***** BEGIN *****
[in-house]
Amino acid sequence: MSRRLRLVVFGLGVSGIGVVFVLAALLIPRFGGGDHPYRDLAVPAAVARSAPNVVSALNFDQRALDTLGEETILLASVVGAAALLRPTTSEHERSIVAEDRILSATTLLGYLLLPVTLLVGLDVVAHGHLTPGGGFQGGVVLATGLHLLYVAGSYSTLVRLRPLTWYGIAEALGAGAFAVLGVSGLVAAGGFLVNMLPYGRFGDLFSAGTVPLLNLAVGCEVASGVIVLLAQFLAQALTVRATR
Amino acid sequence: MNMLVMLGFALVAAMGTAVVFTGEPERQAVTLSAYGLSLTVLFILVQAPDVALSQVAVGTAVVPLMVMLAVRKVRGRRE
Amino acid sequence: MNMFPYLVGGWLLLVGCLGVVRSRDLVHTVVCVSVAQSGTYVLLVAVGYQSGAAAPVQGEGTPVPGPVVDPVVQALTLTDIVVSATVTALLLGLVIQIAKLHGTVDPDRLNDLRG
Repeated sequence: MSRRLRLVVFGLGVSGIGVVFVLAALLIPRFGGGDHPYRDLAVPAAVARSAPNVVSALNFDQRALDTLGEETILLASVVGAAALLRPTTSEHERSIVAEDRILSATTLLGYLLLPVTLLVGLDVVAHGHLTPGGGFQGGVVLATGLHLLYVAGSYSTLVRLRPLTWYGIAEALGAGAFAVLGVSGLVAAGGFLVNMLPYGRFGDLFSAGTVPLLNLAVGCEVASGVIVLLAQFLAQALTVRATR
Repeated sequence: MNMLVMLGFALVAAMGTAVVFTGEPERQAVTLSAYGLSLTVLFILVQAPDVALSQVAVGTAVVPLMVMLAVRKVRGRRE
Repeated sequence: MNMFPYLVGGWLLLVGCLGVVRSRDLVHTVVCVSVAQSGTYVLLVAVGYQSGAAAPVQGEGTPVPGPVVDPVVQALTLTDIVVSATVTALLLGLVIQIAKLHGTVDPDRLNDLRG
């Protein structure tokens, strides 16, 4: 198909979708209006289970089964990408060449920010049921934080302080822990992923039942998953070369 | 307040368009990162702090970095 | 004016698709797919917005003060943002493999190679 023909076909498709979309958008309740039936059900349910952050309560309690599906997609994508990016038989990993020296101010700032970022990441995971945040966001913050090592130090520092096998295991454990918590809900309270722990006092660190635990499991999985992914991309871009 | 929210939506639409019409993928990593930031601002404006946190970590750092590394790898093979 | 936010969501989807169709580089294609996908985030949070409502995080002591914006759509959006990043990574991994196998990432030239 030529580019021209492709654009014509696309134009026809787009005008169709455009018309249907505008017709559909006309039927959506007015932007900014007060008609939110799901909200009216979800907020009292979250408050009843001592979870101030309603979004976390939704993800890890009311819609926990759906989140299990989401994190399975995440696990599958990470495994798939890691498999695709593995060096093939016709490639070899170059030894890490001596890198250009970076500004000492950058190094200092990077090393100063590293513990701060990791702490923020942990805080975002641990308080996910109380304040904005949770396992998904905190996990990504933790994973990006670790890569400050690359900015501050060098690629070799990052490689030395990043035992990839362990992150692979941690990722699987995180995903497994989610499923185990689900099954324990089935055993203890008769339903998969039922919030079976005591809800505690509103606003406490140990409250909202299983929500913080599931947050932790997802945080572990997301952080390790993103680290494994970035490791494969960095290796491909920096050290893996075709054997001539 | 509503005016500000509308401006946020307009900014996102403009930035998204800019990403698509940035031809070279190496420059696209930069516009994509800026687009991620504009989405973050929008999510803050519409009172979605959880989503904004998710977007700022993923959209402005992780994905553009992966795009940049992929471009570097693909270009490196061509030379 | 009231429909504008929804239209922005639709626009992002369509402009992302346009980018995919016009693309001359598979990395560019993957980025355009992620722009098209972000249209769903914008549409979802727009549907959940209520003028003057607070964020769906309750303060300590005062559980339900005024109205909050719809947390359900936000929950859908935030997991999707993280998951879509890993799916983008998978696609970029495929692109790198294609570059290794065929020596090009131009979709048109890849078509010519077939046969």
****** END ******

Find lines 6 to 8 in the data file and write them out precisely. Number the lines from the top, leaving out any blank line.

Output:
Repeated sequence: MNMLVMLGFALVAAMGTAVVFTGEPERQAVTLSAYGLSLTVLFILVQAPDVALSQVAVGTAVVPLMVMLAVRKVRGRRE
Repeated sequence: MNMFPYLVGGWLLLVGCLGVVRSRDLVHTVVCVSVAQSGTYVLLVAVGYQSGAAAPVQGEGTPVPGPVVDPVVQALTLTDIVVSATVTALLLGLVIQIAKLHGTVDPDRLNDLRG
């Protein structure tokens, strides 16, 4: 198909979708209006289970089964990408060449920010049921934080302080822990992923039942998953070369 | 307040368009990162702090970095 | 004016698709797919917005003060943002493999190679 023909076909498709979309958008309740039936059900349910952050309560309690599906997609994508990016038989990993020296101010700032970022990441995971945040966001913050090592130090520092096998295991454990918590809900309270722990006092660190635990499991999985992914991309871009 | 929210939506639409019409993928990593930031601002404006946190970590750092590394790898093979 | 936010969501989807169709580089294609996908985030949070409502995080002591914006759509959006990043990574991994196998990432030239 030529580019021209492709654009014509696309134009026809787009005008169709455009018309249907505008017709559909006309039927959506007015932007900014007060008609939110799901909200009216979800907020009292979250408050009843001592979870101030309603979004976390939704993800890890009311819609926990759906989140299990989401994190399975995440696990599958990470495994798939890691498999695709593995060096093939016709490639070899170059030894890490001596890198250009970076500004000492950058190094200092990077090393100063590293513990701060990791702490923020942990805080975002641990308080996910109380304040904005949770396992998904905190996990990504933790994973990006670790890569400050690359900015501050060098690629070799990052490689030395990043035992990839362990992150692979941690990722699987995180995903497994989610499923185990689900099954324990089935055993203890008769339903998969039922919030079976005591809800505690509103606003406490140990409250909202299983929500913080599931947050932790997802945080572990997301952080390790993103680290494994970035490791494969960095290796491909920096050290893996075709054997001539 | 509503005016500000509308401006946020307009900014996102403009930035998204800019990403698509940035031809070279190496420059696209930069516009994509800026687009991620504009989405973050929008999510803050519409009172979605959880989503904004998710977007700022993923959209402005992780994905553009992966795009940049992929471009570097693909270009490196061509030379 | 009231429909504008929804239209922005639709626009992002369509402009992302346009980018995919016009693309001359598979990395560019993957980025355009992620722009098209972000249209769903914008549409979802727009549907959940209520003028003057607070964020769906309750303060300590005062559980339900005024109205909050719809947390359900936000929950859908935030997991999707993280998951879509890993799916983008998978696609970029495929692109790198294609570059290794065929020596090009131009979709048109890849078509010519077939046969």